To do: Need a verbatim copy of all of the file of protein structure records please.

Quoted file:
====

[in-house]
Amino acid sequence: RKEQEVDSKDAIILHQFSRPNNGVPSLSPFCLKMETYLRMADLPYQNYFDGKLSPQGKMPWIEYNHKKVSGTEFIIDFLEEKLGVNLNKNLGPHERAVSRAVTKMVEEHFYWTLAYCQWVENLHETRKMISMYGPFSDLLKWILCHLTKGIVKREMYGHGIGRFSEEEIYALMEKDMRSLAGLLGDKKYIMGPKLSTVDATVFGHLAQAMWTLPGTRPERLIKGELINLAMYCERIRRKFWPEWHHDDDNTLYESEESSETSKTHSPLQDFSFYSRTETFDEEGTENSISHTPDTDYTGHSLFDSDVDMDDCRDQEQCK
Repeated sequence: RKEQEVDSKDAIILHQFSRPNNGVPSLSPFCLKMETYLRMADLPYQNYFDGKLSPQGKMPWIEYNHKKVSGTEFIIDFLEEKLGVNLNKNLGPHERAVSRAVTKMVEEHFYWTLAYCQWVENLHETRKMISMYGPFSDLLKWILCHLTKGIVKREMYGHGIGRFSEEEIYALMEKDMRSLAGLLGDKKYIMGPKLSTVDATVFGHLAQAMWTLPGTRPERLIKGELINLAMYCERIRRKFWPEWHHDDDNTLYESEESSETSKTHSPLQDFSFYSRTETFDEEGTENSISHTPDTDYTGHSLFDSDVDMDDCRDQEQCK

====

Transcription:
[in-house]
Amino acid sequence: RKEQEVDSKDAIILHQFSRPNNGVPSLSPFCLKMETYLRMADLPYQNYFDGKLSPQGKMPWIEYNHKKVSGTEFIIDFLEEKLGVNLNKNLGPHERAVSRAVTKMVEEHFYWTLAYCQWVENLHETRKMISMYGPFSDLLKWILCHLTKGIVKREMYGHGIGRFSEEEIYALMEKDMRSLAGLLGDKKYIMGPKLSTVDATVFGHLAQAMWTLPGTRPERLIKGELINLAMYCERIRRKFWPEWHHDDDNTLYESEESSETSKTHSPLQDFSFYSRTETFDEEGTENSISHTPDTDYTGHSLFDSDVDMDDCRDQEQCK
Repeated sequence: RKEQEVDSKDAIILHQFSRPNNGVPSLSPFCLKMETYLRMADLPYQNYFDGKLSPQGKMPWIEYNHKKVSGTEFIIDFLEEKLGVNLNKNLGPHERAVSRAVTKMVEEHFYWTLAYCQWVENLHETRKMISMYGPFSDLLKWILCHLTKGIVKREMYGHGIGRFSEEEIYALMEKDMRSLAGLLGDKKYIMGPKLSTVDATVFGHLAQAMWTLPGTRPERLIKGELINLAMYCERIRRKFWPEWHHDDDNTLYESEESSETSKTHSPLQDFSFYSRTETFDEEGTENSISHTPDTDYTGHSLFDSDVDMDDCRDQEQCK